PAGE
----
I also made a point of asking patients in the hematology waiting room what they had experienced in terms of suggested treatments and how they reacted. For example, did their doctor recommend a stem cell transplant, as opposed to using the many amazing immutherapy drugs now available? There are pros and cons, risks and drawbacks to every treatment. There are also online forums where patients share their experiences, as well as “ask the doctor” blogs to garner more information. Being aware and mindful of treatment options and their effects are crucial.
Even if you feel fine, be mindful of timely tests and examinations, especially the unpleasant or embarrassing ones, like colonoscopies or mammograms. A very educated friend was recently diagnosed with Stage 4 lung cancer that has metastasized into her bones. She told me she hadn’t seen a doctor for decades; she never felt the need to. She was never sick, or if she was under the weather, it was never bad enough to warrant medical intervention beyond an over-the-counter headache or cold pill.
This winter she had a bad cough that would not go away and her colleagues talked her into going to the doctor. She was diagnosed with pneumonia, which she overcame, but also with a cancer that had spread.
Parents and schools should be mindful of teaching their children and students life-saving skills, such as the Heimlich Maneuver and CPR, how to stop bleeding from a bad cut, and protect a burn – basic first aid. In case of an emergency, ignorance can be fatal.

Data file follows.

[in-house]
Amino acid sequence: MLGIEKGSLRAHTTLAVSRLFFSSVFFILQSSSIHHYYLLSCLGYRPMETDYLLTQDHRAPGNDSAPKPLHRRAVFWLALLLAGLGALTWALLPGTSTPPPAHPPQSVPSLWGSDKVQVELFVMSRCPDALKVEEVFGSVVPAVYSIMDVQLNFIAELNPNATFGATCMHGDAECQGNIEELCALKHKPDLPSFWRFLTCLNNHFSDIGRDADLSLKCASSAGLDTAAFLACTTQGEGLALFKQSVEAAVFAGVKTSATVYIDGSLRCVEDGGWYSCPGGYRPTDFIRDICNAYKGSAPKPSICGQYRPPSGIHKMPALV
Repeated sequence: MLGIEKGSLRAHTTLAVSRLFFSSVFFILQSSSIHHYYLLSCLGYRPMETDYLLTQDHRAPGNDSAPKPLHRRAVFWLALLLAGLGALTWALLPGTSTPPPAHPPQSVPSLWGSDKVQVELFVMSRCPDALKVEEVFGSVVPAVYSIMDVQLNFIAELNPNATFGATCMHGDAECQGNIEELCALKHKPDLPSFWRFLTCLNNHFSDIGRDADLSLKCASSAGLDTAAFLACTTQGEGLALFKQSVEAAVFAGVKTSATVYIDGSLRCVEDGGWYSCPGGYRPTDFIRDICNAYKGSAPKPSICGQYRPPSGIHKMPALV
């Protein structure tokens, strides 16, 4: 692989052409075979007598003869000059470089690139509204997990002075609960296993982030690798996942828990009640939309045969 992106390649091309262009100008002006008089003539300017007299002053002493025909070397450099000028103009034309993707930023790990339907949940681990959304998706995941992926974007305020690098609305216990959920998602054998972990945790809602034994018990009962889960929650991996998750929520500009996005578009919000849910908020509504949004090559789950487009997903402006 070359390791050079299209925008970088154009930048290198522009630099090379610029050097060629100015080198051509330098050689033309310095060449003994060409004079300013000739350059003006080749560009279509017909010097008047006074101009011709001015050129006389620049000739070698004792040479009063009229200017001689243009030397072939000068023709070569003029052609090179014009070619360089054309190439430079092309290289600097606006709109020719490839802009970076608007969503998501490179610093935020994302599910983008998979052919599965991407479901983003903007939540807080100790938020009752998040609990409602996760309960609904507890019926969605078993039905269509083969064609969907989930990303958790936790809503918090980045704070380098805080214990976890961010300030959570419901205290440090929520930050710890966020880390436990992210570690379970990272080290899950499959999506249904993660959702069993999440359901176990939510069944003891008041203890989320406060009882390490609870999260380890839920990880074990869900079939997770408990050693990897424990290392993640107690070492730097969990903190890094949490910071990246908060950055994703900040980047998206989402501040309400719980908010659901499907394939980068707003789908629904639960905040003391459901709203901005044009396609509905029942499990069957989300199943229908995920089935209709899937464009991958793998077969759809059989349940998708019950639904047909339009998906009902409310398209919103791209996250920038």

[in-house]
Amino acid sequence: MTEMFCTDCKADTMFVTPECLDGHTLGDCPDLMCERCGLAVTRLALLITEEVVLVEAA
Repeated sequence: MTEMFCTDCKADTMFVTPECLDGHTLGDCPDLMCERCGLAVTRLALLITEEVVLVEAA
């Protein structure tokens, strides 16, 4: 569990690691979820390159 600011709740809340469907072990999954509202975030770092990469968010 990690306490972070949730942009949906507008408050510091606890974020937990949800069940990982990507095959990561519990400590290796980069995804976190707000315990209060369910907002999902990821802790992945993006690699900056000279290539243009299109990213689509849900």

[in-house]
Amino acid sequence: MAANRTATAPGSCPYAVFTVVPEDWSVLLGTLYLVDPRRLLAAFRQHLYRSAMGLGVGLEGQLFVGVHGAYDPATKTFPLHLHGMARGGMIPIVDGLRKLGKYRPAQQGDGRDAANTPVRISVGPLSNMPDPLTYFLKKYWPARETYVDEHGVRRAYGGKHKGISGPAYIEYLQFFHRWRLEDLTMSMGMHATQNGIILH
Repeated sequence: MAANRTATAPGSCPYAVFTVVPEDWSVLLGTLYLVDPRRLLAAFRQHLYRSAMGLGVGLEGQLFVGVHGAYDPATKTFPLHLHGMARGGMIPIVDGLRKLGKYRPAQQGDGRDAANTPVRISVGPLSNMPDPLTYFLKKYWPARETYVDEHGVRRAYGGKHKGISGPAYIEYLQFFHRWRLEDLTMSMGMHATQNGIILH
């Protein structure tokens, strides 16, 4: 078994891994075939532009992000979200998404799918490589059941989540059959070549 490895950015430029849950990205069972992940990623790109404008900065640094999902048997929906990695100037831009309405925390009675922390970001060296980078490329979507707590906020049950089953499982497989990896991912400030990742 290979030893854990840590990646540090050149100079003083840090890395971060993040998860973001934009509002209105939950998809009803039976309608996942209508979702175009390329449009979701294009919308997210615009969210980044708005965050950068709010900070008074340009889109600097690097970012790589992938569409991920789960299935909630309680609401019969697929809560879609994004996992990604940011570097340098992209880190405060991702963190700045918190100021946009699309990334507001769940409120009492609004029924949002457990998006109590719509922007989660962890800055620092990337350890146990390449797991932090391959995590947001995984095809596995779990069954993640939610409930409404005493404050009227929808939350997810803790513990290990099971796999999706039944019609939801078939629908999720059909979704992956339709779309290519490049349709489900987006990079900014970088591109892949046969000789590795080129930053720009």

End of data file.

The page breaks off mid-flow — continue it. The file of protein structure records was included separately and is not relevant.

Unfortunately, there have been too many tragedies in our community with young people drowning, babies left in hot cars, and hiking mishaps. Many of these tragedies could have been prevented. We are taught that everything, good or bad that happens is min Shamayim, but at the same time we are exhorted to take care of ourselves and do our best to extend our life, even to the point of transgressing major commandments.
It is imperative that all children be taught how to swim. In addition, young people need to learn about dangerous water conditions. We all need to be mindful of dangerous swimming environments, like when there are rip tides. If there are signs that say, “No Swimming “ then don’t go swimming.
Even strong swimmers can lose their battle to reach shore. Years ago, I was at a Shabbaton in Long Beach, New York and decided to swim in the ocean in the late afternoon. The lifeguard was leaving but I happened to walk by as he told someone that if the waves pulled you out, to swim parallel to shore and diagonally. I did find myself trying to get back to shore and getting nowhere since the outgoing waves were dragging me back. I remembered what I heard and it worked.
Hashem had put me in the right place at the right time.
May we all experience Hashem’s chesed in all areas of our life and be mindful in making the right decisions.